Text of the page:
What's New - August 2009
August 24, 2009: A new version today of our GridQuickSort program in the Delphi Techniques section of DFF. A viewer had asked about multi-column StringGrid sorting the other day which led me to learn that sort algorithms can be classified as "stable" or "unstable" depending on whether the preserve the input order when equal keys are encountered. With a stable sort, multiple columns may be sorted by running multiple single column sorts from the minor keys to the major key. Quick sort turns out to be unstable, as is Shell sort, another efficient sorting method. Merge sort however fills the bill as GridQuickSort, Version 3 illustrates.
August 19, 2009:
A sharp user from Portugal caught a design problem with our Tangram program. The source of the original design and the puzzles were from Dr. Mark Overmars, a professor at the University of Utrecht in the Netherlands who's lucky enough to make his living by teaching, designing, and, I suppose, playing, computer based games. . His version of Tangram was originally freeware but has since gone commercial. The puzzles that were part of that package have a slight problem that allows certain puzzles to have all of the pieces place on them with no overlaps, but with a little white space left over!. Tangram Version 4 posted today, kind of addresses the issue by at least recognizing and notifying the user that this is not the desired solution.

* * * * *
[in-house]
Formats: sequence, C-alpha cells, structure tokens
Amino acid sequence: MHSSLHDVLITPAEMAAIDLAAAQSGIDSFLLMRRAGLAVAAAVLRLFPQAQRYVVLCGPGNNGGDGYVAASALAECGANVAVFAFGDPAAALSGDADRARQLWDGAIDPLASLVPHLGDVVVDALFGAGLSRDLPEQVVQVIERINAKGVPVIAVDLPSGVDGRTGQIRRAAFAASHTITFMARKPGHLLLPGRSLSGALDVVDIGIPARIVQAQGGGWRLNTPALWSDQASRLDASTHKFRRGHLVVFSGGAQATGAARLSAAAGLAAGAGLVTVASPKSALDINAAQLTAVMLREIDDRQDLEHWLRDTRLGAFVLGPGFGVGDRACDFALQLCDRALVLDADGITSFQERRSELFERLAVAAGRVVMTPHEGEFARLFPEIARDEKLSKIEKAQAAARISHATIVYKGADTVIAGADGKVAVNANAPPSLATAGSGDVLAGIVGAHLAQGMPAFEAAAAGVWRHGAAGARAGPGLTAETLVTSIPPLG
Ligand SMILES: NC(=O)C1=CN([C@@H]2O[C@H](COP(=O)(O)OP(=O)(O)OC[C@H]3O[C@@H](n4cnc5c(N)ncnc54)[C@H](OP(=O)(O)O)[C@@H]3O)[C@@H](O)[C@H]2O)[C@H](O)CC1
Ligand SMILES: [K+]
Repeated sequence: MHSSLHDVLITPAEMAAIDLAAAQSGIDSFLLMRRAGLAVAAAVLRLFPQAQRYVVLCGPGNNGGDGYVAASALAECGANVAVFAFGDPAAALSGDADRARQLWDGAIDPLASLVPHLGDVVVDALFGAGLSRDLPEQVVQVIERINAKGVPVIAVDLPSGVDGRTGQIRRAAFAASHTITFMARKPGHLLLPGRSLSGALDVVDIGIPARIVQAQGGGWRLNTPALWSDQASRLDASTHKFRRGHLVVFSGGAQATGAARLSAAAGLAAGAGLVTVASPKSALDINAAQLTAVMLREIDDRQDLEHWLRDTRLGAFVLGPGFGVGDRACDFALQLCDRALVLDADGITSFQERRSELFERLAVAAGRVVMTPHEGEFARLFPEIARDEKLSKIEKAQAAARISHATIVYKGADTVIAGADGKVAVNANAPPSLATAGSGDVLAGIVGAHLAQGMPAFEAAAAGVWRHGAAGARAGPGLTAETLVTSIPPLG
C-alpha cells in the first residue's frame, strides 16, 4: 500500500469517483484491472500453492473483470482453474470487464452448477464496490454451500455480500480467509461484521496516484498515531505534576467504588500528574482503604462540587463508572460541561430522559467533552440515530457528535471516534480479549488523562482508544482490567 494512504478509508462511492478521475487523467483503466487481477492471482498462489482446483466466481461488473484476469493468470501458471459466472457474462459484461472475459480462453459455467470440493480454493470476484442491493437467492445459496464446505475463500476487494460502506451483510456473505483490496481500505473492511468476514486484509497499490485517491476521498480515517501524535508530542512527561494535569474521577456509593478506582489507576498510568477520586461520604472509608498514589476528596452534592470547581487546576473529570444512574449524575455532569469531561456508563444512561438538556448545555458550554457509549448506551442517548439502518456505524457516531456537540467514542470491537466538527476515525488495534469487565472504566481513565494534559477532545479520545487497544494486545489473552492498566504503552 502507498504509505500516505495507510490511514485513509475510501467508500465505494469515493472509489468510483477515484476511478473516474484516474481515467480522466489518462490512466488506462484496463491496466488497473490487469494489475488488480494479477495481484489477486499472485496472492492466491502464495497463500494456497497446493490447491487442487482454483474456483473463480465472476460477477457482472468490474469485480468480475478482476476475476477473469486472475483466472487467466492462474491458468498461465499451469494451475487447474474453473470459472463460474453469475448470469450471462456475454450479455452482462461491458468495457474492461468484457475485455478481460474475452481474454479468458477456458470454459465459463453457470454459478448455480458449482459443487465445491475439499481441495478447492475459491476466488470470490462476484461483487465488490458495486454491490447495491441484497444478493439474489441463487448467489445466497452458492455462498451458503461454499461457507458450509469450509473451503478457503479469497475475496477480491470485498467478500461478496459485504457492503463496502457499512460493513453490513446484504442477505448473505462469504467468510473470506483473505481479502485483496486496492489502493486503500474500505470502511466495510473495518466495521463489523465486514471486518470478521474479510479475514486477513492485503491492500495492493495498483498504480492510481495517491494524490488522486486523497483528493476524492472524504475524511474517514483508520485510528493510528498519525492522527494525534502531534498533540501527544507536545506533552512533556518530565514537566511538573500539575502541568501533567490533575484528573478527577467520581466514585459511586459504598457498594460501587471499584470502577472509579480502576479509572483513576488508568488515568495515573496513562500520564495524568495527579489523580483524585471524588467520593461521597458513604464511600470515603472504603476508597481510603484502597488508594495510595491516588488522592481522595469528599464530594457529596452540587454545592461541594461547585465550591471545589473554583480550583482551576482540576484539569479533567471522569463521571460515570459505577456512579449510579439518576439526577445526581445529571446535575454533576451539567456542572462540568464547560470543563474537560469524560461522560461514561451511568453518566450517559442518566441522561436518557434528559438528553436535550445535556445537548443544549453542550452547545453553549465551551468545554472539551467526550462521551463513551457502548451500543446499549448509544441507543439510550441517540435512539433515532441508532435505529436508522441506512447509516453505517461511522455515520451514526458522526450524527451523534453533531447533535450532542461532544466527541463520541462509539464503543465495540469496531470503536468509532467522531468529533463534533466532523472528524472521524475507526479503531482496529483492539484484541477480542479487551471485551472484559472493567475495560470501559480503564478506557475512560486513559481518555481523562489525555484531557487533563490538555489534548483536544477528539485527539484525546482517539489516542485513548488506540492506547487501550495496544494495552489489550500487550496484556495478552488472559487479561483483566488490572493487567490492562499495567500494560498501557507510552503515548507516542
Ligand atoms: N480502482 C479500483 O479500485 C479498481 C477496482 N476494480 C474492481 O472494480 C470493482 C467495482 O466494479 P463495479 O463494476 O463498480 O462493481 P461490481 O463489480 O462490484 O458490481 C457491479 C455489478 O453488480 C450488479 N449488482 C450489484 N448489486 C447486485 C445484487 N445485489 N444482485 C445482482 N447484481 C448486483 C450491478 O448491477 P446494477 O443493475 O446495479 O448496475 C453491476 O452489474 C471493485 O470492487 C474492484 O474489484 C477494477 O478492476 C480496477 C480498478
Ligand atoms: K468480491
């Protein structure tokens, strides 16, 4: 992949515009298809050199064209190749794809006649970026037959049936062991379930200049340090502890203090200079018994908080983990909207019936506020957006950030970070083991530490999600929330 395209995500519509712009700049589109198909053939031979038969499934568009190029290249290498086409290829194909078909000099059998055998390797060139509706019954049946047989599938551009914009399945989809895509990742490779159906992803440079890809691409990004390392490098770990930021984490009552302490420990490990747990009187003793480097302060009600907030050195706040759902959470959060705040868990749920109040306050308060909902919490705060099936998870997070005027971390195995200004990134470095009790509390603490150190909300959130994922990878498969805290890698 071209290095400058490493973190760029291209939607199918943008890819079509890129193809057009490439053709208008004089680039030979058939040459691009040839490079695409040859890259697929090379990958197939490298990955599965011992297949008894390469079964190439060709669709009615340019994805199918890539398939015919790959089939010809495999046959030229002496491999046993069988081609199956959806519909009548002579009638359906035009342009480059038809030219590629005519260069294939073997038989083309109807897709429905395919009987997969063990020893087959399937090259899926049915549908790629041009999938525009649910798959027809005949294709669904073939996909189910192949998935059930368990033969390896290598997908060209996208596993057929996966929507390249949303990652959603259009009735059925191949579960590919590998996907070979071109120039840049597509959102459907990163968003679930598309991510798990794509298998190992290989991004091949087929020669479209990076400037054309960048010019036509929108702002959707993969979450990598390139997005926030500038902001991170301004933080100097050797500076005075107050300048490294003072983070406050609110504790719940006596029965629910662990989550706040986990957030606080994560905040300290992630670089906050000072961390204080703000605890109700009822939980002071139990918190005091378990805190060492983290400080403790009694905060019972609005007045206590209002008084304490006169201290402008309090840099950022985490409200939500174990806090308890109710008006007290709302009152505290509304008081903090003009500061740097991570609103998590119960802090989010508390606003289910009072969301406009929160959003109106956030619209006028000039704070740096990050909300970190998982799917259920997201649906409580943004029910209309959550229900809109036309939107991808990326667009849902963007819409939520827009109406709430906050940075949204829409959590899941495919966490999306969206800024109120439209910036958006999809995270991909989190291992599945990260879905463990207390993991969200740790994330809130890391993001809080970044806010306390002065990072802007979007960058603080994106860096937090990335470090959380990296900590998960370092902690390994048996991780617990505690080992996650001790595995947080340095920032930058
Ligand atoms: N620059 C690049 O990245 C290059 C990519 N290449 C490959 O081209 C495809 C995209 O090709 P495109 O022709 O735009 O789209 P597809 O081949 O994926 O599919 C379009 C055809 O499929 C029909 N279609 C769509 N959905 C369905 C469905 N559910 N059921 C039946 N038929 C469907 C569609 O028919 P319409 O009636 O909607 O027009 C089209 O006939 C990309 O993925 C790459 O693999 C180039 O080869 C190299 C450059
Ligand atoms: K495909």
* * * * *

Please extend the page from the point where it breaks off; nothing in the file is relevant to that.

August 12, 2009:
I wrote a version of a popular game called Sokoban this week, not that the world needs another one. I'm considering tackling a "solver" for this simple but challenging game and decided I needed a simple version as a solver test bed. I call mine Simple Sokoban, but even a simple version required a 500 lines of code though and kept me out of trouble for another week.
<==== Simple case (Even with only 4 boxes to place on 4 targets,
they get harder fast!)
August 5, 2009: Programming productivity is being impacted these days by garden chores, a new WII console with balance board, a new kitten in the house, and Sokoban.
If you don't know about Sokoban puzzles, check it out at Wikipedia. A Delphi user is developing a manual play version wrote asking a question which led to my finding an online version at LetsLogic.com. The site requires registration, but the fellow who runs it is just a lover of the game and has collected thousands of addictive puzzles.
I did decide to post a simple Count Clicks Demo program I wrote today for a for a new Delphi user. As the name implies, it counts and displays the number of times that a button has been clicked. Only 9 lines of user written code, but three event exit methods might make it worthwhile for beginners.
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